In 2019, the large policy and enforcement shifts signposted in 2017 and 2018 continued to play out with stricter immigration enforcement across the board. While we don’t expect to see seismic shifts in the coming year, there are a few issues to watch for in 2020.

(1) H-1B “Specialty Occupation” Definition Change Likely to Stall in Court

USCIS has indicated it will be announcing an official change to the definition of “specialty occupation.” While we have already seen a detrimental shift in the H-1B adjudication process, this would be an official regulatory change. We expect that any attempt to re-interpret the H-1B statute as narrowly as possible will face a lengthy court battle.


Continue Reading The Year Ahead: 10 Things to Watch for in US Immigration

USCIS Acting Director Ken Cuccinelli announced today, via Twitter, that USCIS will close all but seven of its international field offices, leaving only the offices in Beijing, Guanghzou, Guatemala City, Mexico City, Nairobi, New Delhi and San Salvador to service the many US citizens and permanent residents who reside abroad. USCIS has also made the official announcement on their website. The decision leaves the entire continents of South America and Europe without a USCIS office.  Although not ideal, this announcement still marks a welcome change from USCIS’s prior announcement, in March 2019, by then-Director Francis Cissna that all twenty international offices would be closed and their workload shifted to domestic offices.

Continue Reading USCIS Will Not Close All International Offices as Previously Announced; Seven to Remain Open

Since March 2019, all applicants who file Form I-539 Application To Extend or Change Nonimmigrant Status have been required to appear for biometrics appointments so that US Citizenship & Immigration Services (USCIS) can compare their biometric data against their identity documents and forward the data to the FBI for security screenings.

Why Is USCIS Taking

U.S. Citizenship and Immigration Services (USCIS) published revised Form I-539, Application to Extend/Change Nonimmigrant Status and new Form I-539A, Supplemental Information to Extend/Change Nonimmigrant Status.  Applicants may continue to file the current Forms I-539 and Supplement A until March 21, 2019; as of March 22, 2019, only the revised I-539 and I-539A will be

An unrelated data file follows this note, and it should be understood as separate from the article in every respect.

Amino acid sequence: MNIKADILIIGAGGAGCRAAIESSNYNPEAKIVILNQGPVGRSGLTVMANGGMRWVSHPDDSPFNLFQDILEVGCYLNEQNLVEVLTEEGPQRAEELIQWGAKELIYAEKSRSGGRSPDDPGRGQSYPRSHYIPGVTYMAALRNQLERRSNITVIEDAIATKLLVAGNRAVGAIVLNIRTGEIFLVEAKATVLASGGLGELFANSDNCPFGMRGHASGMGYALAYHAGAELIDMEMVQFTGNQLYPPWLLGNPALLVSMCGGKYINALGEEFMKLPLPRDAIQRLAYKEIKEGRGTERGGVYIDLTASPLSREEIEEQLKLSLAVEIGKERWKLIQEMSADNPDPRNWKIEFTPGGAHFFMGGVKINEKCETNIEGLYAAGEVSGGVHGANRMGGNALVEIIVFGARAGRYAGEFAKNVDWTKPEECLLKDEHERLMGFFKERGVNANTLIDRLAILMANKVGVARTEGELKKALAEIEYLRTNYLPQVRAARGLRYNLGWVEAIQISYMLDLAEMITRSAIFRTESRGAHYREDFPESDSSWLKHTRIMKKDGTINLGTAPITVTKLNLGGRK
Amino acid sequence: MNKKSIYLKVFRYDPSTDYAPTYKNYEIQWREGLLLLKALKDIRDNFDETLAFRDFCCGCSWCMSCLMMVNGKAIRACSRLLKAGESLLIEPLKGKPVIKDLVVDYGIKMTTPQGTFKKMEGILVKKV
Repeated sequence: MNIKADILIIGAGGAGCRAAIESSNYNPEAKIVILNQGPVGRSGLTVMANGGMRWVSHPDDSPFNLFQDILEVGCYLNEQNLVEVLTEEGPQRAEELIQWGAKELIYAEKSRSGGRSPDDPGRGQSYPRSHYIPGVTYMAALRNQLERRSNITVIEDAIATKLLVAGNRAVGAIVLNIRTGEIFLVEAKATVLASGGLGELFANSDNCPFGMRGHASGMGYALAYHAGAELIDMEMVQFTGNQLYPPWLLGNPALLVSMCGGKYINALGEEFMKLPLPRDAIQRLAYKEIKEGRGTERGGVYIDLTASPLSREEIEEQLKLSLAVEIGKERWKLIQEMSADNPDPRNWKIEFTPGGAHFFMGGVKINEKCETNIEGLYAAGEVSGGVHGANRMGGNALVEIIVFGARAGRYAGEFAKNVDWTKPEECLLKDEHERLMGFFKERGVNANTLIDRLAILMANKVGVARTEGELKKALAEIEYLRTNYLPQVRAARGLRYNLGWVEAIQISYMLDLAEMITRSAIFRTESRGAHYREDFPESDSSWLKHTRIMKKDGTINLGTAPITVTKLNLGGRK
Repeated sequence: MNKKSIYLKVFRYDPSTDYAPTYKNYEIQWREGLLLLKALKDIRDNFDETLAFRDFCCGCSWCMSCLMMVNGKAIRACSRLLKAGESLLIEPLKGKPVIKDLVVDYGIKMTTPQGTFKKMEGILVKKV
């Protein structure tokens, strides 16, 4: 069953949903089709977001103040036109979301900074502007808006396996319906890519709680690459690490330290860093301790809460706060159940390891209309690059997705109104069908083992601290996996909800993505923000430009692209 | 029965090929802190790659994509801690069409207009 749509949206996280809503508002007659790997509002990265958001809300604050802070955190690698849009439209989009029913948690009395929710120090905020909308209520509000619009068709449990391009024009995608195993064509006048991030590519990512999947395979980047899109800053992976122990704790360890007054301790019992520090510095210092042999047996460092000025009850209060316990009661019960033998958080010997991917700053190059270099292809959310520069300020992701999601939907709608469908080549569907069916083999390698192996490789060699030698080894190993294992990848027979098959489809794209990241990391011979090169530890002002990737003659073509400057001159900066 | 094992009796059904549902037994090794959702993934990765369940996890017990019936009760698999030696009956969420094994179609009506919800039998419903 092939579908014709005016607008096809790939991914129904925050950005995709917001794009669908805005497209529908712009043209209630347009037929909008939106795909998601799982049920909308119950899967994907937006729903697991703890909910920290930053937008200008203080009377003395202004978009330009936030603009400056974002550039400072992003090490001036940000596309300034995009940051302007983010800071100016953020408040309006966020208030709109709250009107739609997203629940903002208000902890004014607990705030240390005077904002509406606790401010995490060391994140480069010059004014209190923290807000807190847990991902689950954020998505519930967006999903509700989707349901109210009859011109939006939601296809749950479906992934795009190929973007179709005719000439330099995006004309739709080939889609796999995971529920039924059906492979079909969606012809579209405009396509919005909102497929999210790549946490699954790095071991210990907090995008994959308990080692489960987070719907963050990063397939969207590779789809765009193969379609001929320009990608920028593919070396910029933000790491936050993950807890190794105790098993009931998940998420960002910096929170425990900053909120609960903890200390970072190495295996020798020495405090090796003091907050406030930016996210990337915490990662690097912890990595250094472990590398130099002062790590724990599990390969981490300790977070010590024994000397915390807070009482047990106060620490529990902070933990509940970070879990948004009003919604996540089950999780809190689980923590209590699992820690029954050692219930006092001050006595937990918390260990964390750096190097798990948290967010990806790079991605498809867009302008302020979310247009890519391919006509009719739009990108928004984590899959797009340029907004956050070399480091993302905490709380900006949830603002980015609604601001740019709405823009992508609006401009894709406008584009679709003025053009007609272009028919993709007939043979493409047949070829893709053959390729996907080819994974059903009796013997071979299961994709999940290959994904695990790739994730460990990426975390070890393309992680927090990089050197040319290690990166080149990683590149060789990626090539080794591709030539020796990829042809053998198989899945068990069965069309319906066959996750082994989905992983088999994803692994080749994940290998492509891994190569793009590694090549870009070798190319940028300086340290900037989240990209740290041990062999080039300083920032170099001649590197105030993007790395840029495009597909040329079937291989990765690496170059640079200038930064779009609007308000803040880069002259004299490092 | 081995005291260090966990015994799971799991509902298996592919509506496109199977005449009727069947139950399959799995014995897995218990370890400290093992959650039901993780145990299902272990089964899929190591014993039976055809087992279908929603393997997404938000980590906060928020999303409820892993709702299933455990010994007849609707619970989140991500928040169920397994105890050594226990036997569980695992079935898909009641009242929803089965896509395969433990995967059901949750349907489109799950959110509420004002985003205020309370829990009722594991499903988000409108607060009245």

On February 11, 2019, U.S. Citizenship and Immigration Services (USCIS) announced a revised Form I-539, Application to Extend/Change Status.  The revised form will publish and become effective on March 11, 2019.  As of the effective date, USCIS will only accept the revised Form I-539.  Affected foreign nationals include spouses and children of H-1B and L

The Department of Homeland Security (“DHS”) announced today that the final rule amending DHS regulations governing H-1B cap-subject petitions will be published in the Federal Register on January 31, 2019, and will become effective on April 1, 2019.

The new rule implements the electronic registration requirement, but suspends it for the FY2020 H-1B cap season.

In August 2017, rumors began circulating that U.S. Citizenship and Immigration Services was denying applications for advance parole if the applicant had departed the US before the application was approved.

Soon after these reports surfaced, USCIS officially confirmed the change, which was implemented without formal announcement or advance notice of any kind.  Since then, USCIS

An H-1B cap registration proposal has been in the works since 2011, but it may have been President Trump’s Buy American and Hire American (“BAHA”) executive order that finally created the right climate to push the proposal as far as it has now come. In its proposed rule, published in the Federal Register on December 3, 2018
Continue Reading What Employers Should Know About the New H-1B Cap Registration Process

The United States Citizenship and Immigration Services (“USCIS”) has announced that the suspension of premium processing for FY2019 H‑1B cap cases, announced on March 21, 2018, has been extended until possibly February 2019.

USCIS also announced that effective September 11, 2018, premium processing will be suspended for H‑1B cases filed at the Vermont and California

The USCIS announced today that the FY2019 H-1B cap has been met.  The USCIS will hold a lottery for the H-1B visas as early as next week.  Those selected will receive receipt notices in the mail; those rejected will have their filings returned, along with the filing fee checks.   We expect that the receipt notices